Monday 28 February 2011

The Inner World

As Ingmar Bergman's film Fanny and Alexander opens, it’s 1907, and a theater company holds its Christmas party. The actor-manager, Oscar Ekdahl (Allan Edwall), makes a speech to the inhabitants of the little world inside the playhouse walls. “Outside,” he says, “is the big world, and sometimes the little world succeeds in reflecting the big one so that we can see it better.” This is the best statement I know of the purpose of fiction.

Within each of us, too, there is a little world—an inner world—and the purpose of that, too, is to reflect the big world. Sometimes a director comes along whose films, by a double reflection, help us understand how our inner world reflects the big world. Such a one was Ingmar Bergman, born in 1918, in Uppsala, Sweden, where Fanny and Alexander was filmed. I have never been able to understand why more films don't invite the reflectiveness of great plays, novels, and short stories. Bergman shows it can be done, and in this film, here he is doing it again.

The film is an adaptation of William Shakespeare's Hamlet. In the film, Oscar Ekdahl (who gave the Christmas speech) is the father of the film's 11-year-old protagonist, Alexander (Bertil Guve) and his younger sister Fanny (Pernilla Allwin). Oscar dies onstage as he plays the part of the ghost of Hamlet's father. From time to time, in the film, Oscar's ghost appears to Alexander, and looks on in sorrow and affection.

The second act of the film starts with the intrusion of the outer world into Fanny and Alexander's affectionate family in the form of the handsome Bishop Edvard Vergérus (Jan Malmsjö), who seeks to comfort the grieving Emilie (Ewa Fröling), Oscar's widow and mother of Fanny and Alexander. Emilie mistakes the attentions of the bishop for solicitude and, in undue haste, she agrees to marry him, and move with her children to his prison-like bishop's palace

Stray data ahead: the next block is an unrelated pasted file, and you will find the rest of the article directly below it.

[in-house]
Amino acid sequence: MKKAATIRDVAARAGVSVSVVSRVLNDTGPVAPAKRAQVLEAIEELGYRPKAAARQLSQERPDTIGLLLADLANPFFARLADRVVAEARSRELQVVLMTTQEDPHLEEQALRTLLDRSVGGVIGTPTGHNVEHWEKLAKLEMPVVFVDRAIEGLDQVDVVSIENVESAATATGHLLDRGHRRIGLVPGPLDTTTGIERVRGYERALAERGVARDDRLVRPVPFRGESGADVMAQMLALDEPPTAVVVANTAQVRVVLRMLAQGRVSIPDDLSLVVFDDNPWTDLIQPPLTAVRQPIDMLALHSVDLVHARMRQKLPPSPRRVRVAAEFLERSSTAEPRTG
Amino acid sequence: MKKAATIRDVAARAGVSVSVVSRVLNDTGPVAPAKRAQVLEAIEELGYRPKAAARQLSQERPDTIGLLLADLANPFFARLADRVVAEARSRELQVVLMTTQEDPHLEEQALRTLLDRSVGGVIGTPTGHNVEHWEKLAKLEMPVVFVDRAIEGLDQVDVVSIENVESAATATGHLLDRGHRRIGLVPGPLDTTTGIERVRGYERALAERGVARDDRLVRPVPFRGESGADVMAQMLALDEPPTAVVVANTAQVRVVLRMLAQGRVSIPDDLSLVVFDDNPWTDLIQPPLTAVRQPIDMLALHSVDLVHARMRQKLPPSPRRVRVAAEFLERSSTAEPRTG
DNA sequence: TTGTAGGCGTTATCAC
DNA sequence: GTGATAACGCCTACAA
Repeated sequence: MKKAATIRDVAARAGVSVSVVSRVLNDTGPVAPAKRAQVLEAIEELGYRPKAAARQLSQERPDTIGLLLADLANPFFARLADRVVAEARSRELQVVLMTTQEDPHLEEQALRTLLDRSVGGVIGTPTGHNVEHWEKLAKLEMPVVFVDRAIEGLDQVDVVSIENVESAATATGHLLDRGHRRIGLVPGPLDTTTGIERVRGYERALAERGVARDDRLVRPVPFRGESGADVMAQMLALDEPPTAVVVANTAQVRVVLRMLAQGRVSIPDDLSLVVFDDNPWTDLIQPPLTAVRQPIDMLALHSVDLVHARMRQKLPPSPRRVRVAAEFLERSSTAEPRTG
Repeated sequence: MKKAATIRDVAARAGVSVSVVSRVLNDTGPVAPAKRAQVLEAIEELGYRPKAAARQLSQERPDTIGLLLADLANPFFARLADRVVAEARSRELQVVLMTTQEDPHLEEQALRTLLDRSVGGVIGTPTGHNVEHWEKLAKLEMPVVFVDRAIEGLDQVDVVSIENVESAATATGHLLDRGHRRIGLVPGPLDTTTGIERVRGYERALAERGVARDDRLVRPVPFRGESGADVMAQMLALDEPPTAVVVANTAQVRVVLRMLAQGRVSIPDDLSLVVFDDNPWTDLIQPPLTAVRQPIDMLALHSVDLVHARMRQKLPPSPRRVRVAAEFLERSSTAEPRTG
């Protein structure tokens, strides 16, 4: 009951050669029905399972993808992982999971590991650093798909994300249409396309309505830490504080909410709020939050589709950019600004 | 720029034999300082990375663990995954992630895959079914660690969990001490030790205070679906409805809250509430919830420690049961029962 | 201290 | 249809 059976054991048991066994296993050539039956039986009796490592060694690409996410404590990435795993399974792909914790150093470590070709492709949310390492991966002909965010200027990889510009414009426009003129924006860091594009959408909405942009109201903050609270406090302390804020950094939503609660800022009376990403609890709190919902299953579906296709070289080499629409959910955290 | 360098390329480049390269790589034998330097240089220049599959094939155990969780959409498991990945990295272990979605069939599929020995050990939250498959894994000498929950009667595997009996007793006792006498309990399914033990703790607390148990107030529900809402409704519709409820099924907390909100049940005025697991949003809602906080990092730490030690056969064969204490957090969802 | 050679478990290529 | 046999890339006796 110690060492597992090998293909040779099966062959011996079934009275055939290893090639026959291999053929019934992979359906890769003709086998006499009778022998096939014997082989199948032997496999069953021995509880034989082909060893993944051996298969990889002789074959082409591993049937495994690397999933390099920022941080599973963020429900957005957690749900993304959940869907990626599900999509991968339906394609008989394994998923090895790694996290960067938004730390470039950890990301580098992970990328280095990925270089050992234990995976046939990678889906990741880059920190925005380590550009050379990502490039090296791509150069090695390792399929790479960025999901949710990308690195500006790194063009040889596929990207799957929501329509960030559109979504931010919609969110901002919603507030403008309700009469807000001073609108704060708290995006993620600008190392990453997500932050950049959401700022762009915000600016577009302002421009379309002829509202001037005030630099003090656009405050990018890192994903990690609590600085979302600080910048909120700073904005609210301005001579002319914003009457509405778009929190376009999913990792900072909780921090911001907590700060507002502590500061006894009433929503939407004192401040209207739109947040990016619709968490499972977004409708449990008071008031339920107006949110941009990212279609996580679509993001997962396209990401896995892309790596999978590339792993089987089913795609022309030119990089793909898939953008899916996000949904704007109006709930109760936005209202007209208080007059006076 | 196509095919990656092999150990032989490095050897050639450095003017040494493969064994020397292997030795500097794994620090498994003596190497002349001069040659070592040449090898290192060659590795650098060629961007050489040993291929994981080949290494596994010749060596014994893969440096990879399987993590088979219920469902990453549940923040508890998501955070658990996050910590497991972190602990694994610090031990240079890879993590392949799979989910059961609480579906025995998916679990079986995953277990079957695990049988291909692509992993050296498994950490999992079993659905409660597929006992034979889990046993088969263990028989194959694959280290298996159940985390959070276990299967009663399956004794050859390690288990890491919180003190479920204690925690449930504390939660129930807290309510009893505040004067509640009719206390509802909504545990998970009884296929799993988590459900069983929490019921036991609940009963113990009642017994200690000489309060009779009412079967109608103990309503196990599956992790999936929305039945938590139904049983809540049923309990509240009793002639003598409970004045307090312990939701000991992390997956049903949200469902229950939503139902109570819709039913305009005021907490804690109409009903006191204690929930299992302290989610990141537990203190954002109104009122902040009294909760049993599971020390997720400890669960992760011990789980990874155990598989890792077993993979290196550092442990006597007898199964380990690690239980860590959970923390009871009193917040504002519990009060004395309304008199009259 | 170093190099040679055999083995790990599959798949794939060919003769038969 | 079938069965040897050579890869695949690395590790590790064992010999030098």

Psychologically the film is about the developmental idea that at some point in childhood one has to leave the containment of the family and confront the big world of potentially damaging conflict. For Alexander and Fanny, this world impinges in the form of the bishop. In the big world beyond the family—usually the world of school and then work—affection tends to becomes scarcer and power assertion to become more salient. In the film, this outside element is represented by the stepfather–bishop's sadistic bullying as he strives to control Alexander—for his own good, of course.

In the end, the bishop dies, and the affectionate family starts to rebuild. But the bishop's ghost appears to Alexander and trips him up as he walks along a corridor. Alexander's terrible discovery is that the bishop has become part of him. With the appearance of the bishop's ghost, we know that something has entered Alexander. Bergman's accomplishment is that we know it has entered us, too, and is there as a reality because, as does Alexander, we recognize in ourselves the emotions of destructive revenge against an oppressor such as the bishop. We can even be moralistic about them. As William Faulkner (1951, p. 92) put it: “The past is never dead. It's not even past.”

A longer review is in our archive of Film Reviews, click here.

Ingmar Bergman (Director). (1982). Fanny and Alexander. Sweden: Svensk Filmindustri.
William Faulkner (1951). Requiem for a nun. New York: Random House.
William Shakespeare (1981). Hamlet. London: Methuen. (Original work performed 1600).
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